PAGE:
One of the taglines for this blog says “In my head, it’s still 1976.” So when I found a YouTube video that featured the countdown of the last minute of 1975 as heard on Chicago’s legendary WCFL, I knew I’d have to mention it, even if I’m the only person who’ll care about it. The audio quality is poor, and because there are way too many people in the studio, it’s impossible to identify any individual voice as 1975 ebbs away—although one of them may be the great Ron O’Brien, who had returned to ‘CFL earlier in 1975. But it’s that first moment of the new year that gets me—the marriage of the greatest station ID jingle in radio history with the words “It’s 1976 at the Voice of Labor,” and then the slam into the Number One song for all of 1975.
At that moment on December 31, 1975, I was listening to the countdown on WCFL’s great competitor, WLS, since ‘CFL was not audible at night in southern Wisconsin. (Within 2 1/2 months, ‘CFL as a rocker would not be audible anywhere. In March it would flip to beautiful music, bringing to an end one of the great radio duke-outs of all time.) I had no idea, of course, of the place 1976 would come to hold in my personal mythology, but it’s kind of cool to think that somewhere, there’s a radio record of the second that year began.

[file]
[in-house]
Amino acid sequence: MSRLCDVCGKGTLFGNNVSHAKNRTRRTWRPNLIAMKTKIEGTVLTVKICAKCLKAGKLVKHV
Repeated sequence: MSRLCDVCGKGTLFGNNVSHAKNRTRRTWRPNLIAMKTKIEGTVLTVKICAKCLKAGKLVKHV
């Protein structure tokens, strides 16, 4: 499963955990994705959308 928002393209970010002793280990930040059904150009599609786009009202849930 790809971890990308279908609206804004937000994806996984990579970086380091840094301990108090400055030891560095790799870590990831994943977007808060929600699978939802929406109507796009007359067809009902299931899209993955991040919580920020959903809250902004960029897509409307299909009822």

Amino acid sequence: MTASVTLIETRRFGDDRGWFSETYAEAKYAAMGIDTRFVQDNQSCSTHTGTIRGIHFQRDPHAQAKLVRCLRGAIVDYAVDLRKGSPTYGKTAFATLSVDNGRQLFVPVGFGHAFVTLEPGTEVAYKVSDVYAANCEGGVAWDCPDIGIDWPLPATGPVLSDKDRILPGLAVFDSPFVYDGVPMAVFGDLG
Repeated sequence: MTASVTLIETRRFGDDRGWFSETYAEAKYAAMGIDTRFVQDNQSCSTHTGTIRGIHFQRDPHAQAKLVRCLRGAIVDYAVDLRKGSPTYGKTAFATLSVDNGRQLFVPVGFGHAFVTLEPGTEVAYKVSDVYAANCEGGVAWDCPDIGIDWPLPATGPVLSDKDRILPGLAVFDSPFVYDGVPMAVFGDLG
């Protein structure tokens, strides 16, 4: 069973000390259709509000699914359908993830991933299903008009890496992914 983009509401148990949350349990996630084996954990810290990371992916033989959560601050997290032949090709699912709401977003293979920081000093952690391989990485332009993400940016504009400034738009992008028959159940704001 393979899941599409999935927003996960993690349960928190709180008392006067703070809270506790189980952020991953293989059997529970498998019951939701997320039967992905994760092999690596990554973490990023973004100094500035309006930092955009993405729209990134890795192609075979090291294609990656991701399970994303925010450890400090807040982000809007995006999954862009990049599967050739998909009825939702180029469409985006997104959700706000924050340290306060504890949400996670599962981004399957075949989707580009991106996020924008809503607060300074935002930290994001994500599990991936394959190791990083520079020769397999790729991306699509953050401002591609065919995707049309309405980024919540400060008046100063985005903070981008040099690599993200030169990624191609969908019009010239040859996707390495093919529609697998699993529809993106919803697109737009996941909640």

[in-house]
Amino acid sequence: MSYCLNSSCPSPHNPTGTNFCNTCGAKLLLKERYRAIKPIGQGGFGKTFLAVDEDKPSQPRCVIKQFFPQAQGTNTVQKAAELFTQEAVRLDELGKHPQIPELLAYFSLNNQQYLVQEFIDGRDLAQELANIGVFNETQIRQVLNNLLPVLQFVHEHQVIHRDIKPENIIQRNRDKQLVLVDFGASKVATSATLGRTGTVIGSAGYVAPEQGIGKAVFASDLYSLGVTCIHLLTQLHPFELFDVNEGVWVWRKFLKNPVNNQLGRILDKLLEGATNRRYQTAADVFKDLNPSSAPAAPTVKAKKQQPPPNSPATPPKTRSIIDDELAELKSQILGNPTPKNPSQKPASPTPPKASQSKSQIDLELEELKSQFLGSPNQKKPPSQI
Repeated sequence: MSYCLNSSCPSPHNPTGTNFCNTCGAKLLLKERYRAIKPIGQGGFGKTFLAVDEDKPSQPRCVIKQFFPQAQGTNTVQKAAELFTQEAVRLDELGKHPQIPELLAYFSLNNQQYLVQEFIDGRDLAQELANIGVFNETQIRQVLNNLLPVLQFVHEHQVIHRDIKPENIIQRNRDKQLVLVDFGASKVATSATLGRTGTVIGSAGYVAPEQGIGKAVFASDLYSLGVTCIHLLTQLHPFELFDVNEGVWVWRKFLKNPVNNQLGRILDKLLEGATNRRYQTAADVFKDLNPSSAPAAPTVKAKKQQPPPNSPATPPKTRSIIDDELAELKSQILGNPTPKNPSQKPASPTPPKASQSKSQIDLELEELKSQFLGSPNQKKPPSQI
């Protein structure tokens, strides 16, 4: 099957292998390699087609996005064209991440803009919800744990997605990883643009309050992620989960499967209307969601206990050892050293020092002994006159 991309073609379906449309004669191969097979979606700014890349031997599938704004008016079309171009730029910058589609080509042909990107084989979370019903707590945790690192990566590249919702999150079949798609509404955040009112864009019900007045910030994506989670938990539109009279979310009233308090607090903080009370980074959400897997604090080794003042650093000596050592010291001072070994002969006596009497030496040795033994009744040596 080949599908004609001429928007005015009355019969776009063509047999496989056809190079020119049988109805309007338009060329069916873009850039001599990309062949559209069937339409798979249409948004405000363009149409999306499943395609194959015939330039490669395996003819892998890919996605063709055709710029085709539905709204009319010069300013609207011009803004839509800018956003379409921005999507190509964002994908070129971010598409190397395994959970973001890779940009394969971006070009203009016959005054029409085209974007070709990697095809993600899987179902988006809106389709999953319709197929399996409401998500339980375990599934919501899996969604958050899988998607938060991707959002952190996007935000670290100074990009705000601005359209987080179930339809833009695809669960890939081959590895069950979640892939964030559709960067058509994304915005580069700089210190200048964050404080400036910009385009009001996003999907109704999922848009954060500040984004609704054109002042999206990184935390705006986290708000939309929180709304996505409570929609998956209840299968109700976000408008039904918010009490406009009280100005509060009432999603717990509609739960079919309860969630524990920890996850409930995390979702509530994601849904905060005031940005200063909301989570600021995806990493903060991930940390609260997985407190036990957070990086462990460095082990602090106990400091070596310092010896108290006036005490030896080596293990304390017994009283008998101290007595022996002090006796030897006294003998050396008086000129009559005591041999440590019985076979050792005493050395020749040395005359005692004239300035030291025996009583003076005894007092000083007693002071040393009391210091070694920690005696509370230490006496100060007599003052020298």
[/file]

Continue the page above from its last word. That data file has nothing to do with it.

Recommended Reading: Since 2008, I have been a contributor to the website of WNEW, the legendary New York City classic rock station, now reborn on HD in the New York area and on the Internet. WNEW.com has gotten a spiffy upgrade from the people at CBS Interactive, and it looks great. (My usual features will continue to appear over there—Five Things About . . . on Tuesdays, This Week in Rock History on Wednesdays, and Rock Flashback on the weekends.) The fact that WNEW no longer broadcasts in the old-fashioned sense is not especially newsworthy, because what it means to be a radio station in the second decade of the new millennium has changed. Terrestrial radio, operating in real time, no longer competes only against other terrestrial radio stations operating in real time—it has to deal with Internet streams like WNEW’s, online services like Pandora, on-demand content, and even satellite radio. Clear Channel is about to take a major leap into the future by placing its IHeartRadio app, which was originally intended to easily stream Clear Channel content on smartphones, into automobile dashboards. Consultant Mark Ramsey explains what it means.
There will be a new post here on Super Bowl Sunday, so stop back then.